Righting the Wrongs: Proposed Reforms to the Wrongs Act
The Victorian Competition and Efficiency Commission (VCEC) recently released its draft report into the Wrongs Act 1958 (Vic). In providing a response to the post-HIH collapse liability insurance crisis, the 2002/2003 reforms to the Act imposed a number of limits on damages recoverable by injured plaintiffs. The latest proposed reforms are primarily aimed at making the Act operate more efficiently and equitably including preventing legitimate claims from being denied or undercompensated. As part of its inquiry the VCEC was also charged with ensuring that any changes to the Act would not significantly increase insurance premiums.
The key recommendations of the draft report are to:
- adjust the psychiatric injury threshold to access damages for non-economic loss to greater than or equal to 10% impairment;
- adjust the spinal injury threshold for damages for non-economic loss to greater than or equal to 5% impairment;
- clarify that the cap on damages for economic loss applies to the gap between pre- and post-injury earnings;
- increase the maximum amount of damages for non-economic loss to align with the cap under the Accident Compensation Act 1985 (Vic). If accepted the changes should ensure that injured persons in Victoria will have access to similar damages regimes whether their claim falls under the Transport Accident Act, Accident Compensation Act or Wrongs Act; and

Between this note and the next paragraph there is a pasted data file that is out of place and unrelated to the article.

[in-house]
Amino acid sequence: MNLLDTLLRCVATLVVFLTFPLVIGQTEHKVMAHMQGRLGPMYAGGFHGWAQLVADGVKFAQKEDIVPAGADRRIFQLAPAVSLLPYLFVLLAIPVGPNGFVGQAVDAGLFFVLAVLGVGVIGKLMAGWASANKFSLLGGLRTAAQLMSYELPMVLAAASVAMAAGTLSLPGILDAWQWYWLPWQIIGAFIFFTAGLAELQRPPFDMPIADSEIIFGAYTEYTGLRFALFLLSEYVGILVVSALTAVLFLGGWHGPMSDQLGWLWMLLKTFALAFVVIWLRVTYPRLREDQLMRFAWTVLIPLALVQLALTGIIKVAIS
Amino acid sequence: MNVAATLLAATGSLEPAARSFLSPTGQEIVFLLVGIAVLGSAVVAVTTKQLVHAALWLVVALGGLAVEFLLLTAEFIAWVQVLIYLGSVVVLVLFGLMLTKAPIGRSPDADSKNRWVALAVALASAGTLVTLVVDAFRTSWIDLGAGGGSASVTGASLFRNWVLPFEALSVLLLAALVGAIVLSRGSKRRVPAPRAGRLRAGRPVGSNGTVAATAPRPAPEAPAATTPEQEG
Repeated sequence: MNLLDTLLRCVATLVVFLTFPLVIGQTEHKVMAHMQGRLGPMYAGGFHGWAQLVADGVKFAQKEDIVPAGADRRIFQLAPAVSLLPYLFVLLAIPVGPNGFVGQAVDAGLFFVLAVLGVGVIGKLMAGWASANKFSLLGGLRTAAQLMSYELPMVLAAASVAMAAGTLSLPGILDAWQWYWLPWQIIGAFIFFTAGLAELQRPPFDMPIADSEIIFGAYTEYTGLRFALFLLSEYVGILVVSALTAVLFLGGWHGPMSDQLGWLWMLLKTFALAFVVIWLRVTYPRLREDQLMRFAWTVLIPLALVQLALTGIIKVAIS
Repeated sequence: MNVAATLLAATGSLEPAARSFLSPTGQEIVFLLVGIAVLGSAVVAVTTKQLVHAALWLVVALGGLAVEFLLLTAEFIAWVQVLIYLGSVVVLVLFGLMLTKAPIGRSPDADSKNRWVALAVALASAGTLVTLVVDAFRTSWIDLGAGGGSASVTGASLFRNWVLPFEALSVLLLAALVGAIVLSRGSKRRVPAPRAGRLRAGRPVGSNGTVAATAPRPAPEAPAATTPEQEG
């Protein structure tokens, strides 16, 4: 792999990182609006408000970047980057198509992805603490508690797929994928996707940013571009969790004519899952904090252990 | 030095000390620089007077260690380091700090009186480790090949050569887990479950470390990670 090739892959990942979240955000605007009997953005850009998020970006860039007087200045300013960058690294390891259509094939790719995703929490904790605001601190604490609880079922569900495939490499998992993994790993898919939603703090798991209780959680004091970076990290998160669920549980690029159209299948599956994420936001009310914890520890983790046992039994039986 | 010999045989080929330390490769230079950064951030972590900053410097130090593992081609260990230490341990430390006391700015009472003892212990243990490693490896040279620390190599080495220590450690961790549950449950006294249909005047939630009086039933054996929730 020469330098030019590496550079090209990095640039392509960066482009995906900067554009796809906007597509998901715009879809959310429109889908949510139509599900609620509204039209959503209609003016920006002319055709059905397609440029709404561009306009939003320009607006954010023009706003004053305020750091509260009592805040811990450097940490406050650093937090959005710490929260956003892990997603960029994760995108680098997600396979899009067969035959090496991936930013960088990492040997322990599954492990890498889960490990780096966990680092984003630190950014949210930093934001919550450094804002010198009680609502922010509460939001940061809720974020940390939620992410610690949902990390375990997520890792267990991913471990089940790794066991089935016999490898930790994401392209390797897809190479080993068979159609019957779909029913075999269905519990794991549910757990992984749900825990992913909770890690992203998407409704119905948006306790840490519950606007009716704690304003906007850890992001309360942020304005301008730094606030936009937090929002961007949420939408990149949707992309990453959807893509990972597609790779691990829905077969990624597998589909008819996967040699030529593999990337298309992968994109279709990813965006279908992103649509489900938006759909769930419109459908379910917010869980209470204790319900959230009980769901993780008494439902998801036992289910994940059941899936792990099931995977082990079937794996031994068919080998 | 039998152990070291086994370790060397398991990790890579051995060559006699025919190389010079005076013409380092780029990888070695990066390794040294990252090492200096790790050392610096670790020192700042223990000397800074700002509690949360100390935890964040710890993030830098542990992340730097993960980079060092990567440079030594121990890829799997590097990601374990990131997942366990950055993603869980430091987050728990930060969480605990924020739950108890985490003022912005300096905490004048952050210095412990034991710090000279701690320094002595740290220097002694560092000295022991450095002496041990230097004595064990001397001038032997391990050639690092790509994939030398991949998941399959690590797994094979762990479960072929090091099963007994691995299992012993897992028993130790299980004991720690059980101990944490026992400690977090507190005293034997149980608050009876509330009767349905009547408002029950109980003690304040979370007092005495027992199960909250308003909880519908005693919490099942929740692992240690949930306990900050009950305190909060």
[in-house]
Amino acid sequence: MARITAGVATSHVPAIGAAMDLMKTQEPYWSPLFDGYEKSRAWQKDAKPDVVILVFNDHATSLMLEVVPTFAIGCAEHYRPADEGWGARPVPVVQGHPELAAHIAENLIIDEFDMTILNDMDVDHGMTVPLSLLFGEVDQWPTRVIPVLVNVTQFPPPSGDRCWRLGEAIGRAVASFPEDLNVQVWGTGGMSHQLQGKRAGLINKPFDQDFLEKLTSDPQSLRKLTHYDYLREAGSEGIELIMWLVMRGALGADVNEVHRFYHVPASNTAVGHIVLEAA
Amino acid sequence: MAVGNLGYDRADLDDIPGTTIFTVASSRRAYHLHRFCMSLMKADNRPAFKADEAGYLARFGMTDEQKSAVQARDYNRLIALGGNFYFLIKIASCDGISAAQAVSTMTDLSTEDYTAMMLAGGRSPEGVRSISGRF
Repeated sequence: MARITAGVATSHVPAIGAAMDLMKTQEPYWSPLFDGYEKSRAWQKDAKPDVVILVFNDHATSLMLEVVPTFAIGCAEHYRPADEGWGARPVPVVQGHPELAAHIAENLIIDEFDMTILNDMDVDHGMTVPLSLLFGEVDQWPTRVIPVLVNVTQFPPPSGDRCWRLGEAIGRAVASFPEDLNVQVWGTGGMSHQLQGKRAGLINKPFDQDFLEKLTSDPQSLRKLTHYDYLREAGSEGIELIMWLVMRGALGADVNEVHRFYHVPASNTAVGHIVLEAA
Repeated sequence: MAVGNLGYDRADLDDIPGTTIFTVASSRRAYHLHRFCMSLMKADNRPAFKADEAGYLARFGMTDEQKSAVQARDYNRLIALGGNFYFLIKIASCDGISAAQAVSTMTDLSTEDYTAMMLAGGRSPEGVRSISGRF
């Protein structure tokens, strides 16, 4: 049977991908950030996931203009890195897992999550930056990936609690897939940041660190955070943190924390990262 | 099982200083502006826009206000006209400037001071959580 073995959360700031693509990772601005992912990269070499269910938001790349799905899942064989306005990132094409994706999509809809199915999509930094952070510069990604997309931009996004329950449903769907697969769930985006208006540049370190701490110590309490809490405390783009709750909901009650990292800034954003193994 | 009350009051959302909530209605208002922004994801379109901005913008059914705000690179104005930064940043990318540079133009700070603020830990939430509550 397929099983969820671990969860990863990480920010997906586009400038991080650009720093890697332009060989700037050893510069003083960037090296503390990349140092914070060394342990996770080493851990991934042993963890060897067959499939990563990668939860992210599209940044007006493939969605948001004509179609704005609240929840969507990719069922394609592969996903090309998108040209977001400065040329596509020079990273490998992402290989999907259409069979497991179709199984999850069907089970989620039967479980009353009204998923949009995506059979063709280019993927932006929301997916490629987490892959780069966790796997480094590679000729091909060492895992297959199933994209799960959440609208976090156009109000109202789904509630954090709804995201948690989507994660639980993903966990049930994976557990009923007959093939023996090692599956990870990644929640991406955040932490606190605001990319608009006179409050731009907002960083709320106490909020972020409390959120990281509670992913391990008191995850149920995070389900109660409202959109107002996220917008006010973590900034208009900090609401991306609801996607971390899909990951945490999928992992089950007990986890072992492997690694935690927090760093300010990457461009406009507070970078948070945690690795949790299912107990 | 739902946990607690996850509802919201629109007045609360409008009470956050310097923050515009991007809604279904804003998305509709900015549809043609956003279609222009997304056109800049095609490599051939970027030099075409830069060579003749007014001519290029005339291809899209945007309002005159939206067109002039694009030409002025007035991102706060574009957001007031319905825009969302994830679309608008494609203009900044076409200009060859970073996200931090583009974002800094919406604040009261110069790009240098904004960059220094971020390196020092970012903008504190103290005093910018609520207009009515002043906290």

- provide that time thresholds that limit access to damages for gratuitous attendant care are cumulative, rather than alternative. That is, the care required is for at least six hours a week and for at least six months.
The recommended changes to the Act are estimated to increase insurance premiums by up to 4%.
The VCEC notes that the establishment and implementation of the National Disability Insurance Scheme is likely to have a significant impact on the price and availability of public liability and professional indemnity insurance. It forecasts a further review of the Act will be necessary closer to the full implementation of the NDIS, which is expected in July 2019.
It remains to be seen whether, and if so when, the recommended reforms become law. Overall the proposals are mild, and in fact they probably reflect the original intentions behind the original reforms.
This article was written by Kate Lawford, Lawyer.
The NSW Court of Appeal has considered some interesting issues in the context of a contract works/liability policy.
The insured constructed a dam to retain stormwater run-off in a catchment pond for a local council. During very heavy rainfall the water level rose and the dam wall was at risk of failing. Had it failed there would have been serious flooding of residential areas. The insured pumped water out of the pond and shored up the dam wall with boulders.
The insured claimed the cost of those exercises ($470,000) from its contract works insurer. The cost of shoring up the dam wall was accepted, but the insurer said the pumping exercise was not covered because of a dewatering exclusion.
Section 1 of the policy provided cover for material damage to contract works. The Court declined to extend the cover provided by that section to the expenses incurred in pumping out, and diverting, the water in the pond. Such expenses were not incurred in the repair of the insured works.